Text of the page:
Cubism emerged largely from the experimental collaboration of Picasso and Braque between 1908 and 1914. In cubist paintings, figures and objects are broken down into overlapping planes. Multiple viewpoints are combined into a single image to emphasise the mobility and composite nature of vision.
This new approach to painting was influential around the world: for many, cubism became synonymous with modernism. By the late 1920s, the painter André Lhote claimed: ‘There are a thousand definitions of cubism, because there are a thousand painters practising it.’
In the 1920s Australian artists travelled overseas to acquire, as Dorrit Black stated, ‘a definite understanding of the aims and methods of the modern movement and in particular the cubists’. Black and her Sydney colleagues, Grace Crowley and Anne Dangar, studied under Lhote and Albert Gleizes in France in the 1920s. Frank Hinder and Eric Wilson discovered cubism in America and Britain respectively. On their return to Sydney, these artists disseminated cubist ideas and methods, influencing both figurative painters and the emerging practitioners of abstraction in Australia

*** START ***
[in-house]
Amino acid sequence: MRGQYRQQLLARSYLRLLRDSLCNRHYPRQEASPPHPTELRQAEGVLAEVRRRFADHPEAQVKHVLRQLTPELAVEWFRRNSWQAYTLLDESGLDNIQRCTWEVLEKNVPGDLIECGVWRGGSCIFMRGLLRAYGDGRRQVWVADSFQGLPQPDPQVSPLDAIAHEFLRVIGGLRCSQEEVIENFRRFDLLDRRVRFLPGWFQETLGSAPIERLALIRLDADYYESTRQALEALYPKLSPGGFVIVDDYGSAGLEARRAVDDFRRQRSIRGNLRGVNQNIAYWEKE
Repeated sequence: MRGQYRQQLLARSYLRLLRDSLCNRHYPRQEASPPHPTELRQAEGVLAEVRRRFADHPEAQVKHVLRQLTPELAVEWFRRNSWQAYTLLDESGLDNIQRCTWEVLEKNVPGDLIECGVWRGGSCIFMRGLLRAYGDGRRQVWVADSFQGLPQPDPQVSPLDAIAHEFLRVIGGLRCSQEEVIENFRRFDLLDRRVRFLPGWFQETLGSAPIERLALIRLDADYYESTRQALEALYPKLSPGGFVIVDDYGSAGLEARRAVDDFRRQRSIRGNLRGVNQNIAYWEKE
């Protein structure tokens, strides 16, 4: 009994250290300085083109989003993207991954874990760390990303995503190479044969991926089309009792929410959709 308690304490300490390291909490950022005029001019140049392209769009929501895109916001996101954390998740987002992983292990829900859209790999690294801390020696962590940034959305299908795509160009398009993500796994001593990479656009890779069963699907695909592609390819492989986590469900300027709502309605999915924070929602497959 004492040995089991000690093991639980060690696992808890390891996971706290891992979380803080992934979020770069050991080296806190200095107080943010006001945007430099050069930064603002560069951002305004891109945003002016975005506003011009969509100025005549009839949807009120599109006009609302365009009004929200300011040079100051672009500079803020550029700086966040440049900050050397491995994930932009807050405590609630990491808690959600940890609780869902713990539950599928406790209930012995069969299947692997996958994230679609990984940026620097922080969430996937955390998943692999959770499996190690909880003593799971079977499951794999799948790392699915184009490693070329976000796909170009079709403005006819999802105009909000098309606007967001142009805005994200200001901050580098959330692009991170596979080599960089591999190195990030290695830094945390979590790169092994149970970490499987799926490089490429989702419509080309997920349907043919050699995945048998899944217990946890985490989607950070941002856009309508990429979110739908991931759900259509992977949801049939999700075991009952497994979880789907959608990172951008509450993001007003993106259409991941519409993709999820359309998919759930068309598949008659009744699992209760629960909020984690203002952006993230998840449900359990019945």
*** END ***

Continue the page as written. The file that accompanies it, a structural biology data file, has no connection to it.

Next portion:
Questions and activities
- Find an everyday object from your classroom and draw a series of drawings from different angles. Combine elements of each drawing into one final drawing that explores the object from all viewpoints at once. Discuss the challenges of this activity. Did it make you look more closely at the object?
- Develop a case study on cubism. Research ideas and cultures that influenced its approach. Choose a few artists – Australian and international – to consider in more depth. How did cubism affect future approaches to art-making? Why did it become synonymous with modernism?
- In 1929 Lhote stated: 'A cubist painting is a veritable conglomeration of objects [making] an inseperable whole from which nothing can be taken away and to which nothing can be added without destroying it.’ Do you agree with this statement? Make reference to particular works in your argument.